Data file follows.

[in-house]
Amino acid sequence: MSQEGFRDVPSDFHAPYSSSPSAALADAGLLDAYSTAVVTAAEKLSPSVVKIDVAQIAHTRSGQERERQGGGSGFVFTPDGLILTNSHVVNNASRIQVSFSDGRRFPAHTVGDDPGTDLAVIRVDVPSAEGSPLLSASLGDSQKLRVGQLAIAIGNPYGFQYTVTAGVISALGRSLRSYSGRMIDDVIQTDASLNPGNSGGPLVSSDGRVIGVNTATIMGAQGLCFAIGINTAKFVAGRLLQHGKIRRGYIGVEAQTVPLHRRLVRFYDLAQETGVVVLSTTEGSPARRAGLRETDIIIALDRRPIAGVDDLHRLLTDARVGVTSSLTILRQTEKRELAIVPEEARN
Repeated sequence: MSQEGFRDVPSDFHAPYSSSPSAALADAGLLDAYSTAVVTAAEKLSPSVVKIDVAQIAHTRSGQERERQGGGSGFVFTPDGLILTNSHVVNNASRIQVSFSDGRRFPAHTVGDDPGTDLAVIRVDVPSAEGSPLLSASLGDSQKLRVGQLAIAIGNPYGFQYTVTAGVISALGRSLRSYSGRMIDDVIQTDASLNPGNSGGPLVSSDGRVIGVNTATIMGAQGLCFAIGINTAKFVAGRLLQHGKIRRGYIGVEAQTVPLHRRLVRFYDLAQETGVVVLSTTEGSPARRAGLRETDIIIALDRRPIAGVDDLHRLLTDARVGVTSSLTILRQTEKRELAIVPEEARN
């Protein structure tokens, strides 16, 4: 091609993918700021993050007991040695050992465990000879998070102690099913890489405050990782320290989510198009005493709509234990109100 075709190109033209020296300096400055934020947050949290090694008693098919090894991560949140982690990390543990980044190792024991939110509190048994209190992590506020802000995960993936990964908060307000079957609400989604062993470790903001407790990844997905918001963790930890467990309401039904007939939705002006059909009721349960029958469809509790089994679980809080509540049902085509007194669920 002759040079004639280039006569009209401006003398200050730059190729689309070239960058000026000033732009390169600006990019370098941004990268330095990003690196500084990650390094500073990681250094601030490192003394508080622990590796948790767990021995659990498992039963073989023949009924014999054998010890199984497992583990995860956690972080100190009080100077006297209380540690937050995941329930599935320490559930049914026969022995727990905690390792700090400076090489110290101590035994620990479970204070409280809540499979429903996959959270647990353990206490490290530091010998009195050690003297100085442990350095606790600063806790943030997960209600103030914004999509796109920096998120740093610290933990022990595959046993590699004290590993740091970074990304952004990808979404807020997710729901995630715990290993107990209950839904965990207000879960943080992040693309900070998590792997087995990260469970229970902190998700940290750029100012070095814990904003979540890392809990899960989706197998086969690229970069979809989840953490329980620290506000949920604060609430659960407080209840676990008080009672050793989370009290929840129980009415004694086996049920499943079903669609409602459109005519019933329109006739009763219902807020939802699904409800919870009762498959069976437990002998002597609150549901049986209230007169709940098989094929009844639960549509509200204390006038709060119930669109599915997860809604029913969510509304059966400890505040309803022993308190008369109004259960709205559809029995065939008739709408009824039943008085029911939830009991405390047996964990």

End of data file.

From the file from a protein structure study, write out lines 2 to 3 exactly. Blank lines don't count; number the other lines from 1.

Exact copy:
Amino acid sequence: MSQEGFRDVPSDFHAPYSSSPSAALADAGLLDAYSTAVVTAAEKLSPSVVKIDVAQIAHTRSGQERERQGGGSGFVFTPDGLILTNSHVVNNASRIQVSFSDGRRFPAHTVGDDPGTDLAVIRVDVPSAEGSPLLSASLGDSQKLRVGQLAIAIGNPYGFQYTVTAGVISALGRSLRSYSGRMIDDVIQTDASLNPGNSGGPLVSSDGRVIGVNTATIMGAQGLCFAIGINTAKFVAGRLLQHGKIRRGYIGVEAQTVPLHRRLVRFYDLAQETGVVVLSTTEGSPARRAGLRETDIIIALDRRPIAGVDDLHRLLTDARVGVTSSLTILRQTEKRELAIVPEEARN
Repeated sequence: MSQEGFRDVPSDFHAPYSSSPSAALADAGLLDAYSTAVVTAAEKLSPSVVKIDVAQIAHTRSGQERERQGGGSGFVFTPDGLILTNSHVVNNASRIQVSFSDGRRFPAHTVGDDPGTDLAVIRVDVPSAEGSPLLSASLGDSQKLRVGQLAIAIGNPYGFQYTVTAGVISALGRSLRSYSGRMIDDVIQTDASLNPGNSGGPLVSSDGRVIGVNTATIMGAQGLCFAIGINTAKFVAGRLLQHGKIRRGYIGVEAQTVPLHRRLVRFYDLAQETGVVVLSTTEGSPARRAGLRETDIIIALDRRPIAGVDDLHRLLTDARVGVTSSLTILRQTEKRELAIVPEEARN